Please click on the title to find out more about this project and how you can help make it a success!

CEC considers PBI for New Homes

The CEC is proposing a performance-based incentive (PBI) for PV on new homes. It's still in the works; their proposal is here.

Is this a good thing? There are some serious problems with their proposal...but first some background.

Currently, incentives in California are based strictly on installed system size, in $/Watt - a capacity rebate. The California Energy Commission (CEC) uses a method developed by PVUSA to "derate" the manufacturer's nameplate PV output (at Standard Test Conditions or STC -- test conditions convenient for quality control) to estimated field performance. This is referred to as the PVUSA Test Condition or PTC rating. The incentive is presently $2.80 / Watt (PTC) .

Capacity rebates have advantages and disadvantages. The main advantages are that they are straightforward to administer, highly predictable (the decline steadily with time), can be taken by any party in the transaction, and act immediately to defray upfront system cost. The disadvantage, of course, is that the goal of any incentive program is to reward kWh on the grid, not estimated installed capacity (kW). Systems can (and do) receive full incentives even if installed North facing or heavily shaded. Sometimes installers are unscrupulous; sometimes the customer just doesn't care and wants to put on a big PV array. Either way it's counterproductive.

PBIs deal with the problems of capacity rebates directly by paying the incentive based on actual or predicted system performance.

The most extreme example is feed-in tariffs used in Germany and Portugal, where renewable energy projects are simply paid per kWh generated like any other powerplant but at a significantly higher rate. Making sure the financials work in this structure requires fairly sophisticated performance modeling capabilities. These have been pushed back onto the project developers and 3rd party verification companies, typically hired by project financiers. Also the upfront cost is not defrayed, requiring bankers who are willing to lend to this kind of project. It works fine for big projects in Europe (banks seem more enlightened) but it seems onerous for small projects and difficult in the US.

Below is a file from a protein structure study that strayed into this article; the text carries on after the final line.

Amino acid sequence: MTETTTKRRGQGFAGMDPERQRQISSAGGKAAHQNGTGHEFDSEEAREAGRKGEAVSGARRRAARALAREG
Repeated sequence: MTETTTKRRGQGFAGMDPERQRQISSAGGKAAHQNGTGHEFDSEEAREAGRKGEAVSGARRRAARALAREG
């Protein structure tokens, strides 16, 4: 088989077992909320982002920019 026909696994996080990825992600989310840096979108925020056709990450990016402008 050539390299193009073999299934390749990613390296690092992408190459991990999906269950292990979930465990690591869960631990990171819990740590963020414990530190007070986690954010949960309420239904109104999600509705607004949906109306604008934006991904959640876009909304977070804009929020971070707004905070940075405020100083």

The CEC has a pilot PBI program where performance is measured over three years and based on this performance, the project owner gets quarterly checks. This is a bit better in that it at least accelerates the payment schedule but still has many of the feed-in tariff issues. The CEC has abandoned this approach for the proposed new homes PBI in part because there is a "split incentive" problem in new homes development -- the developer pays the cost upfront, but the homeowner gets the benefit over time and has sole control over some things that affect performance, like planting trees and hosing the PV off periodically.

For new homes, the CEC is developing a modeling program where all the relevant parameters (specifics on the PV modules, system orientation, shading, etc.) is input, and annual kWh are predicted, for every individual system. From this the rebate is calculated and it is payed in a lump sum after an on-site audit. Another aspect is that the CEC wants to eventually implement advanced metering that would allow homeowners to utilize rate structures that favor solar - such as much higher utility rates during peak periods, when the meter is typically running backwards.